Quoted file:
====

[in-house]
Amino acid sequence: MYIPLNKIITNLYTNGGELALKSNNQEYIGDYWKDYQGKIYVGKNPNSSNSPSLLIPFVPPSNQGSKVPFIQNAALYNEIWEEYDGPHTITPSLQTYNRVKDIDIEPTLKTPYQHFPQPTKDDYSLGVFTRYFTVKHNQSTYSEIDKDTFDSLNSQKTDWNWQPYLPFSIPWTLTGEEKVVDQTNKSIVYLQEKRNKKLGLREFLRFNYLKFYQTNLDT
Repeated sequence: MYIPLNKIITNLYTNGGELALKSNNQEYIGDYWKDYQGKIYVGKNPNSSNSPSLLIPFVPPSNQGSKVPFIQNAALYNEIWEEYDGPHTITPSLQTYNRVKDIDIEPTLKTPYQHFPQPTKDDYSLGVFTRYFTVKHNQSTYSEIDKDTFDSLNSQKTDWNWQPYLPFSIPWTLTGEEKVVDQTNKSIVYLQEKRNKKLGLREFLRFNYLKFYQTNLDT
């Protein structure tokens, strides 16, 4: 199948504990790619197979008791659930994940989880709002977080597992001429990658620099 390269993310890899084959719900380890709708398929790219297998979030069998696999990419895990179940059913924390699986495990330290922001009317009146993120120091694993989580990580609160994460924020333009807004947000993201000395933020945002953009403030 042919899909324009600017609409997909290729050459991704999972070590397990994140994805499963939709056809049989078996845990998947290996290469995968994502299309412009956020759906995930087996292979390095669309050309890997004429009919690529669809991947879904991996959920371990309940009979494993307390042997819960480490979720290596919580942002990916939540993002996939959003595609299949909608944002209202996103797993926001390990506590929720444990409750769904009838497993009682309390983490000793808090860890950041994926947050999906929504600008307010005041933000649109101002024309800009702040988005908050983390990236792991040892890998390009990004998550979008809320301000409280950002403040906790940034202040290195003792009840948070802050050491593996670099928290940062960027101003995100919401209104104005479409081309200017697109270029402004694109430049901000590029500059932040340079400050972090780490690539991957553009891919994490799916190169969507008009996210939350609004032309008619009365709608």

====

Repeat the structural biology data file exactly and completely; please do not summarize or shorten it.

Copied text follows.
[in-house]
Amino acid sequence: MYIPLNKIITNLYTNGGELALKSNNQEYIGDYWKDYQGKIYVGKNPNSSNSPSLLIPFVPPSNQGSKVPFIQNAALYNEIWEEYDGPHTITPSLQTYNRVKDIDIEPTLKTPYQHFPQPTKDDYSLGVFTRYFTVKHNQSTYSEIDKDTFDSLNSQKTDWNWQPYLPFSIPWTLTGEEKVVDQTNKSIVYLQEKRNKKLGLREFLRFNYLKFYQTNLDT
Repeated sequence: MYIPLNKIITNLYTNGGELALKSNNQEYIGDYWKDYQGKIYVGKNPNSSNSPSLLIPFVPPSNQGSKVPFIQNAALYNEIWEEYDGPHTITPSLQTYNRVKDIDIEPTLKTPYQHFPQPTKDDYSLGVFTRYFTVKHNQSTYSEIDKDTFDSLNSQKTDWNWQPYLPFSIPWTLTGEEKVVDQTNKSIVYLQEKRNKKLGLREFLRFNYLKFYQTNLDT
């Protein structure tokens, strides 16, 4: 199948504990790619197979008791659930994940989880709002977080597992001429990658620099 390269993310890899084959719900380890709708398929790219297998979030069998696999990419895990179940059913924390699986495990330290922001009317009146993120120091694993989580990580609160994460924020333009807004947000993201000395933020945002953009403030 042919899909324009600017609409997909290729050459991704999972070590397990994140994805499963939709056809049989078996845990998947290996290469995968994502299309412009956020759906995930087996292979390095669309050309890997004429009919690529669809991947879904991996959920371990309940009979494993307390042997819960480490979720290596919580942002990916939540993002996939959003595609299949909608944002209202996103797993926001390990506590929720444990409750769904009838497993009682309390983490000793808090860890950041994926947050999906929504600008307010005041933000649109101002024309800009702040988005908050983390990236792991040892890998390009990004998550979008809320301000409280950002403040906790940034202040290195003792009840948070802050050491593996670099928290940062960027101003995100919401209104104005479409081309200017697109270029402004694109430049901000590029500059932040340079400050972090780490690539991957553009891919994490799916190169969507008009996210939350609004032309008619009365709608």